Are we experiencing a global religious war, a "clash of civilizations," or "the end of history"? Does American foreign policy represent a "Hobbesian" approach to the world in contrast to Europe's "Kantian" approach? Must we insist upon or put aside considerations of "good and evil" when we discuss foreign affairs? Is there such a thing as a "just war," and if so, what is it, and did we just wage one?
These questions and others of equal scope have been forced to the forefront of public debate by the great events, not only of the past year and a half but of the past decade and a half. They all remind us why Aristotle considered the art or science of politics to be the most comprehensive and authoritative—the architectonic—art or science. Politics cannot avoid consideration of first principles and final ends. It cannot avoid the most comprehensive questions about human choices and actions, about human purposes, about the human good. This is why Aristotle understood practical wisdom—the defining virtue of the statesman—to be the most comprehensive and authoritative intellectual and moral virtue: the capacity to know what is good and to know how to do it in the most complex and momentous situations.
It is the necessity for this understanding of politics that gave rise 25 years ago to the Claremont Institute for the Study of Statesmanship and Political Philosophy.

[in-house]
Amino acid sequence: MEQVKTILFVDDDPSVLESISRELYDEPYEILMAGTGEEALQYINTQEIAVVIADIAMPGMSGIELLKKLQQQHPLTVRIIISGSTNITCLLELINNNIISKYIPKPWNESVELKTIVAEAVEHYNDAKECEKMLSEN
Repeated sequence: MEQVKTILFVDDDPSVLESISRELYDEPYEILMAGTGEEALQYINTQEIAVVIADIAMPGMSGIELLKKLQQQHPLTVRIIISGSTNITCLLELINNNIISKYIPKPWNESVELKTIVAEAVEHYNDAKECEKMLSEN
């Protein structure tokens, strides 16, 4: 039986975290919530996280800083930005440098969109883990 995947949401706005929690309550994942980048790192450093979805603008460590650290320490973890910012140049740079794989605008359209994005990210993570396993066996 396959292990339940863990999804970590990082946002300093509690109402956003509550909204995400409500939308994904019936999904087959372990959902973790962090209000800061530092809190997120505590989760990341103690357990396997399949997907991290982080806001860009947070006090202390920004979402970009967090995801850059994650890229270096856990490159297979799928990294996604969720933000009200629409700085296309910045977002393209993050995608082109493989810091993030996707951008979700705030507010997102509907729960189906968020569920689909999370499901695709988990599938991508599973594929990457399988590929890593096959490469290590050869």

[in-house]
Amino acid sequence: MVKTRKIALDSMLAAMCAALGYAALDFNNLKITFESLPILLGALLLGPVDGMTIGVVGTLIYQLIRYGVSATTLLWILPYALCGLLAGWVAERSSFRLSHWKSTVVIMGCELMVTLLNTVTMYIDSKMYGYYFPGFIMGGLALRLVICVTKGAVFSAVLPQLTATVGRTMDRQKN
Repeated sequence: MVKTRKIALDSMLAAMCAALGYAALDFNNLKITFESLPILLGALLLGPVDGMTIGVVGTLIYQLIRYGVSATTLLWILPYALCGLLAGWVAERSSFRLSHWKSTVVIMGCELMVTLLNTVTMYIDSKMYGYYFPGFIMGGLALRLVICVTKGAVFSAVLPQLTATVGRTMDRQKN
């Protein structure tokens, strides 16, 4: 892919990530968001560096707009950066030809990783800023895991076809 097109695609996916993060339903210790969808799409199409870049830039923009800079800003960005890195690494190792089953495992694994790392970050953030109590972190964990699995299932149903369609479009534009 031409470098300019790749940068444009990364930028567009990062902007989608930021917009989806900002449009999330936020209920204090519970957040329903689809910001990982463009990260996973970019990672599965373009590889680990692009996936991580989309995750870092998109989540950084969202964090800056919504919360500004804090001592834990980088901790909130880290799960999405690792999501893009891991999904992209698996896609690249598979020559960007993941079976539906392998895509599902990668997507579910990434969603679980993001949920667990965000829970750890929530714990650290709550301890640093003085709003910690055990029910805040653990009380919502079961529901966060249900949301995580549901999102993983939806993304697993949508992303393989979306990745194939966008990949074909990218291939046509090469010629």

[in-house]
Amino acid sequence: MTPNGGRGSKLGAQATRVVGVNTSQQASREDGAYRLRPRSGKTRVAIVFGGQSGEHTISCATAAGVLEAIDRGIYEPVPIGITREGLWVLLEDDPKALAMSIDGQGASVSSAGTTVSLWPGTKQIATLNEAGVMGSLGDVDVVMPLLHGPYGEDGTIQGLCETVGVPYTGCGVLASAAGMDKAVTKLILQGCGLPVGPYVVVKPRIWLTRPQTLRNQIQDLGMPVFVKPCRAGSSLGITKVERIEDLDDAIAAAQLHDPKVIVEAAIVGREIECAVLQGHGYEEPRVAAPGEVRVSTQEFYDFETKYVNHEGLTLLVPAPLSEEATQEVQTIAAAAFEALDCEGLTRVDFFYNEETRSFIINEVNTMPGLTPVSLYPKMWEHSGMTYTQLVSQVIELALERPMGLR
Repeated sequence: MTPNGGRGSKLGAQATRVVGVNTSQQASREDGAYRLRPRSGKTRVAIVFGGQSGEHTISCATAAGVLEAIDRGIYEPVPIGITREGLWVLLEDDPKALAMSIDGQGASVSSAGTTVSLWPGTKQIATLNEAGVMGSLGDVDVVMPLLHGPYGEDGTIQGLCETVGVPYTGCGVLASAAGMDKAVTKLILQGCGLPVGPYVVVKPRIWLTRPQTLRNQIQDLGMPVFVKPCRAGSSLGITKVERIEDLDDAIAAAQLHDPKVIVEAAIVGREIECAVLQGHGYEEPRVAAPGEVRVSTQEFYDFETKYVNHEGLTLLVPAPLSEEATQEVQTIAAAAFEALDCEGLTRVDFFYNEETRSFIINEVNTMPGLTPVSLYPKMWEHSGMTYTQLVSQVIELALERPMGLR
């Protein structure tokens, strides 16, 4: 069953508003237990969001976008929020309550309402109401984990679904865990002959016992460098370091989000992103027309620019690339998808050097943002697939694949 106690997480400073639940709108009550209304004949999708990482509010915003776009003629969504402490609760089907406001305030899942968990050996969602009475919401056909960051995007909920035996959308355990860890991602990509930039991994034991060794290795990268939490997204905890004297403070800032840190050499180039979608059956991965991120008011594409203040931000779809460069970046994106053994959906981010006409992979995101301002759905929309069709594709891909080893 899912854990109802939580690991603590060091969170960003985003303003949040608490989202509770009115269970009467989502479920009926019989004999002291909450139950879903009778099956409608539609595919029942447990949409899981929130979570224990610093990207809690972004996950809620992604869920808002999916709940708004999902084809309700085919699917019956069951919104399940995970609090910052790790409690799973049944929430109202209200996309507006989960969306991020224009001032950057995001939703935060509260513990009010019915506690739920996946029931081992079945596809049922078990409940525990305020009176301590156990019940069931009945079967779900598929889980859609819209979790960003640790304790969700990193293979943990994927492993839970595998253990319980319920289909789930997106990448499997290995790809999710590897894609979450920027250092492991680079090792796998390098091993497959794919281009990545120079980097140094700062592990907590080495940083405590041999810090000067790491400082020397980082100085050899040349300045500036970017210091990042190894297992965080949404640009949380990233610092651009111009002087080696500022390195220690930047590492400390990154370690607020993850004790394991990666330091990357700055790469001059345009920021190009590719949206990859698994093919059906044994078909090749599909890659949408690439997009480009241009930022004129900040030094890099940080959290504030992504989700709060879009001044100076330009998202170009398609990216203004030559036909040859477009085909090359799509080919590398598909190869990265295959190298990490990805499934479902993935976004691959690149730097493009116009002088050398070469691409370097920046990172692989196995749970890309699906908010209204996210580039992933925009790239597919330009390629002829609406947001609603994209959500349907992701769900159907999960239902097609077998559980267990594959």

For signs that Aristotle continues to speak to prospective statesmen in the English-speaking world, see the most recent Claremont Review of Books for Susan D. Collins's thought-provoking review of a handful of recent English translations of Aristotle's indispensable Nicomachean Ethics.
For signs that, when Aristotle speaks, people listen, see Carnes Lord's review, in the same issue, of Aristotle and Modern Politics, where Lord explains Aristotle's "ability to appeal to self-confessed liberals, libertarians, communitarians, social democrats, and otherwise respectable American scholars in search of exits from various blind alleys of contemporary thought and practice."
To refresh yourself on the intricacies of "Just-War Theory," and its applications to our recent (current?) war, you will not find a more lucid guide than Michael Uhlmann, who writes on "The Uses and Abuses" of the doctrine in the same action-packed issue.
Aristotle would also without question agree that the Claremont Review of Books is, in itself, beautiful, and pleasant to the touch. Please subscribe, or seek it out at your local newsstand or bookseller, so that your fingers and eyes can serve your mind as nature meant them to do.